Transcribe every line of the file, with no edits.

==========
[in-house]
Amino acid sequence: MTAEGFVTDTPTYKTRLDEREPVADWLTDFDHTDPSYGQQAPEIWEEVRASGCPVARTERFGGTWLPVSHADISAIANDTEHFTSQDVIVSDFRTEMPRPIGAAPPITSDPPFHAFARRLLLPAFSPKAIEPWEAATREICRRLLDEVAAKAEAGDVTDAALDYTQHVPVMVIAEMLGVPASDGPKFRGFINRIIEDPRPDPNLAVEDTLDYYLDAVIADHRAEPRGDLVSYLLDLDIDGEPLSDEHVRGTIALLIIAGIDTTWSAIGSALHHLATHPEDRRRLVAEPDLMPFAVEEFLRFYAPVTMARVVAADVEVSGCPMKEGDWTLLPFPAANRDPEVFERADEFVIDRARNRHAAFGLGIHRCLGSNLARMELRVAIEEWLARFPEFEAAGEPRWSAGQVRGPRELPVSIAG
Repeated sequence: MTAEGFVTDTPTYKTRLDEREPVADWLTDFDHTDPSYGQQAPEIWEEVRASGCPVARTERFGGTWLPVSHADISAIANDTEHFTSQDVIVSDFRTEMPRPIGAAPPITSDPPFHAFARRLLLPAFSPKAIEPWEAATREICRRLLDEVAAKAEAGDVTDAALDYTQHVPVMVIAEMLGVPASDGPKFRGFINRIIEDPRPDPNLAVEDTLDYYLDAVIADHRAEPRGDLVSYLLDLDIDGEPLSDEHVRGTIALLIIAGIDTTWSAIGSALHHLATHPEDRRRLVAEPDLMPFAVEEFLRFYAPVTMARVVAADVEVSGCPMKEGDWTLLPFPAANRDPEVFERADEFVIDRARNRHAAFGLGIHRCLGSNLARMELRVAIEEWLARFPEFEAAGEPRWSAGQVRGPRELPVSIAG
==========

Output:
[in-house]
Amino acid sequence: MTAEGFVTDTPTYKTRLDEREPVADWLTDFDHTDPSYGQQAPEIWEEVRASGCPVARTERFGGTWLPVSHADISAIANDTEHFTSQDVIVSDFRTEMPRPIGAAPPITSDPPFHAFARRLLLPAFSPKAIEPWEAATREICRRLLDEVAAKAEAGDVTDAALDYTQHVPVMVIAEMLGVPASDGPKFRGFINRIIEDPRPDPNLAVEDTLDYYLDAVIADHRAEPRGDLVSYLLDLDIDGEPLSDEHVRGTIALLIIAGIDTTWSAIGSALHHLATHPEDRRRLVAEPDLMPFAVEEFLRFYAPVTMARVVAADVEVSGCPMKEGDWTLLPFPAANRDPEVFERADEFVIDRARNRHAAFGLGIHRCLGSNLARMELRVAIEEWLARFPEFEAAGEPRWSAGQVRGPRELPVSIAG
Repeated sequence: MTAEGFVTDTPTYKTRLDEREPVADWLTDFDHTDPSYGQQAPEIWEEVRASGCPVARTERFGGTWLPVSHADISAIANDTEHFTSQDVIVSDFRTEMPRPIGAAPPITSDPPFHAFARRLLLPAFSPKAIEPWEAATREICRRLLDEVAAKAEAGDVTDAALDYTQHVPVMVIAEMLGVPASDGPKFRGFINRIIEDPRPDPNLAVEDTLDYYLDAVIADHRAEPRGDLVSYLLDLDIDGEPLSDEHVRGTIALLIIAGIDTTWSAIGSALHHLATHPEDRRRLVAEPDLMPFAVEEFLRFYAPVTMARVVAADVEVSGCPMKEGDWTLLPFPAANRDPEVFERADEFVIDRARNRHAAFGLGIHRCLGSNLARMELRVAIEEWLARFPEFEAAGEPRWSAGQVRGPRELPVSIAG